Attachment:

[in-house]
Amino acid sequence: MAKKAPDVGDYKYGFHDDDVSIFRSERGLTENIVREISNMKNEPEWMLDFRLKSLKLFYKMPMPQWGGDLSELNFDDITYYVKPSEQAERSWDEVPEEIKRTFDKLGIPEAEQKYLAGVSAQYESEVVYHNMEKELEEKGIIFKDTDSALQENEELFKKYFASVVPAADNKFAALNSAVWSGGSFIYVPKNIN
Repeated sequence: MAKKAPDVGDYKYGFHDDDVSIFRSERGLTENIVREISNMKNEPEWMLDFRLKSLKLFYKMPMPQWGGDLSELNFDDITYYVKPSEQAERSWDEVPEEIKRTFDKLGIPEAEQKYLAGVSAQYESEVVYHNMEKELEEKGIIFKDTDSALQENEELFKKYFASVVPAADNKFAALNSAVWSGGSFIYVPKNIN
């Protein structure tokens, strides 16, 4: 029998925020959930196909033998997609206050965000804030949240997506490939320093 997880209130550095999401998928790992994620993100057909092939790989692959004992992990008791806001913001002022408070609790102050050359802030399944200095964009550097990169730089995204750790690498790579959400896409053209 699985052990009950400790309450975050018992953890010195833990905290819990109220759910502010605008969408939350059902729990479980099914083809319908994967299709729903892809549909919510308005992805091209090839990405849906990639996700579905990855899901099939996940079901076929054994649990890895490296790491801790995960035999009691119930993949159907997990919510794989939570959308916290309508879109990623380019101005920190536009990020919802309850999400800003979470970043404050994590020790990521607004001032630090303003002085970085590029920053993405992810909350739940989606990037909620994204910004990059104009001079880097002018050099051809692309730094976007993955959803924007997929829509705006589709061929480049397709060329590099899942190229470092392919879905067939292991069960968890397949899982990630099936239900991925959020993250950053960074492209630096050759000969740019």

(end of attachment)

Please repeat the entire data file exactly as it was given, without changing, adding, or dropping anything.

[in-house]
Amino acid sequence: MAKKAPDVGDYKYGFHDDDVSIFRSERGLTENIVREISNMKNEPEWMLDFRLKSLKLFYKMPMPQWGGDLSELNFDDITYYVKPSEQAERSWDEVPEEIKRTFDKLGIPEAEQKYLAGVSAQYESEVVYHNMEKELEEKGIIFKDTDSALQENEELFKKYFASVVPAADNKFAALNSAVWSGGSFIYVPKNIN
Repeated sequence: MAKKAPDVGDYKYGFHDDDVSIFRSERGLTENIVREISNMKNEPEWMLDFRLKSLKLFYKMPMPQWGGDLSELNFDDITYYVKPSEQAERSWDEVPEEIKRTFDKLGIPEAEQKYLAGVSAQYESEVVYHNMEKELEEKGIIFKDTDSALQENEELFKKYFASVVPAADNKFAALNSAVWSGGSFIYVPKNIN
């Protein structure tokens, strides 16, 4: 029998925020959930196909033998997609206050965000804030949240997506490939320093 997880209130550095999401998928790992994620993100057909092939790989692959004992992990008791806001913001002022408070609790102050050359802030399944200095964009550097990169730089995204750790690498790579959400896409053209 699985052990009950400790309450975050018992953890010195833990905290819990109220759910502010605008969408939350059902729990479980099914083809319908994967299709729903892809549909919510308005992805091209090839990405849906990639996700579905990855899901099939996940079901076929054994649990890895490296790491801790995960035999009691119930993949159907997990919510794989939570959308916290309508879109990623380019101005920190536009990020919802309850999400800003979470970043404050994590020790990521607004001032630090303003002085970085590029920053993405992810909350739940989606990037909620994204910004990059104009001079880097002018050099051809692309730094976007993955959803924007997929829509705006589709061929480049397709060329590099899942190229470092392919879905067939292991069960968890397949899982990630099936239900991925959020993250950053960074492209630096050759000969740019």